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Okay, thinking back it is tin iodide that is soluble in organic solvents. What you could do is take your tin/lead solder and dissolve into a nitric acid solution. When the entire bit of solder has dissolved, start adding potassium iodide to the solution. At first some HI may form, but eventually all of the tin and lead will form their insoluble iodides. Now you just filter the insoluble iodides and add it to some distilled water. In a separatory funnel, mix the water/iodide mixture with some organic solvent. The tin iodide should separate into the organic layer. Now just remove the organic layer and let it evaporate. You should now have pretty pure tin iodide which you can melt and electrolyze into tin metal and iodine.

 

Basic organic is all you'd need. Acetone would probably be the best method. Try it on a small scale first, however, to see if it works.

 

edited by me ya lazy git, don`t double post, use the EDIT button in future! LOL :P

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Are you sure that tin reacts with chlorine forming tin (II) chloride? I'm afraid you'll get a tin (IV) species (probably some basic oxochloride stuff) or relatively pure SnCl4, which with the slightest contact with water is changed to SnO2 and HCl. The problem with tin is that the +2 oxidation state is quite unstable and very easily goes to the +4 oxidation state.

 

In fact, I have some SnCl2, but over the months it already is severely oxidized to some tin (IV) compound :-( , containing chloride and oxide (or hydroxide).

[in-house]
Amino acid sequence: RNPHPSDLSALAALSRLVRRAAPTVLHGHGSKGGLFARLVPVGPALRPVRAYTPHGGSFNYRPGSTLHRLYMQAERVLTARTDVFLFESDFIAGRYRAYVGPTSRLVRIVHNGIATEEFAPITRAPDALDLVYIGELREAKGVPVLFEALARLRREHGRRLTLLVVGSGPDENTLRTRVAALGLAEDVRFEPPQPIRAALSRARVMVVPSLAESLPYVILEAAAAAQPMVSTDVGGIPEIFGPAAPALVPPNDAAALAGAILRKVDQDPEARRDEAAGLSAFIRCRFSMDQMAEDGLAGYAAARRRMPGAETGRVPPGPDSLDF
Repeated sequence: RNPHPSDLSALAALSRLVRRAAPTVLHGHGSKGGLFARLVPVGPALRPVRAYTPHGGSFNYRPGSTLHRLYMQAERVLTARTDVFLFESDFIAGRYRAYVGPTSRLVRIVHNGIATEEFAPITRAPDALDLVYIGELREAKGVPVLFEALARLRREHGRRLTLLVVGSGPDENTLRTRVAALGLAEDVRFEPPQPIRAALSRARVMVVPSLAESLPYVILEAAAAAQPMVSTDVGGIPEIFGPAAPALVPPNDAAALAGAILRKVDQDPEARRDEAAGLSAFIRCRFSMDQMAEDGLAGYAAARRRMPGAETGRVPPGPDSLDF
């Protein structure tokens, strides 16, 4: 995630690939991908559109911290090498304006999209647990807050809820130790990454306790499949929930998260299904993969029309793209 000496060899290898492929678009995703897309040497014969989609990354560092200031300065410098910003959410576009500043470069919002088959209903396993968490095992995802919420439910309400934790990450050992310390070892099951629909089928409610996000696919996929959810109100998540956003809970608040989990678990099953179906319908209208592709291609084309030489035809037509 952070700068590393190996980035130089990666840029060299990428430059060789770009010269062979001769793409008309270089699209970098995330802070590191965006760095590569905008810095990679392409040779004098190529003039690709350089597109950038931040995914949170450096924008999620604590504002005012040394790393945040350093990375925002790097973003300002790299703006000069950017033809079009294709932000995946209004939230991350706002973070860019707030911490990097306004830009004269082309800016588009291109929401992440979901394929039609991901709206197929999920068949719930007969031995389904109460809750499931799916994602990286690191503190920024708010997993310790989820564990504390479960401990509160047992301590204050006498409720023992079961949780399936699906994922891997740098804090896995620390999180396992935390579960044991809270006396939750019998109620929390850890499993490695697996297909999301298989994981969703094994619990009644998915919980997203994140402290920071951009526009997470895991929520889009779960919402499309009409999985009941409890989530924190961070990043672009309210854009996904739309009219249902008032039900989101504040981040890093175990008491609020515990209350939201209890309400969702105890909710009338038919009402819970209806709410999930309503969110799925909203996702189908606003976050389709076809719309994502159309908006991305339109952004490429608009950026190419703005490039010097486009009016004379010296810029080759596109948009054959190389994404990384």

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the white gel could be tin hydroxide or tin oxide(i think). perhaps tin oxide since it only formed when you added H202 although i can't be sure. try using more concentrated HCl.

It is tin oxide, but with tin in the +4 oxidation state. Remember, oxides at high oxidation states usually are not basic and need not react with acids. Tin (IV) oxide is a notorious example of a rather inert oxide. It can be dissolved in strong bases, however, where it acts as an acid and in solution it forms stannate (IV) anions.

 

Other examples of metal oxides which are acidic are chromium (VI) oxide, CrO3, vanadium pentoxide, V2O5 and molybdenum oxide, MoO3.

 

If tin (IV) oxide dissolves in HCl, then that is not due to an acid/base reaction, but due to a coordination reaction, where chloride ligands replace the oxo-ligands.

A nice example, where this reaction is strong is with mercury (II) oxide. This dissolves in an excess solution of KI, forming HgI4(2-) ions and the solution becomes alkaline. Unfortunately this effect is not strong with tin (IV) oxide.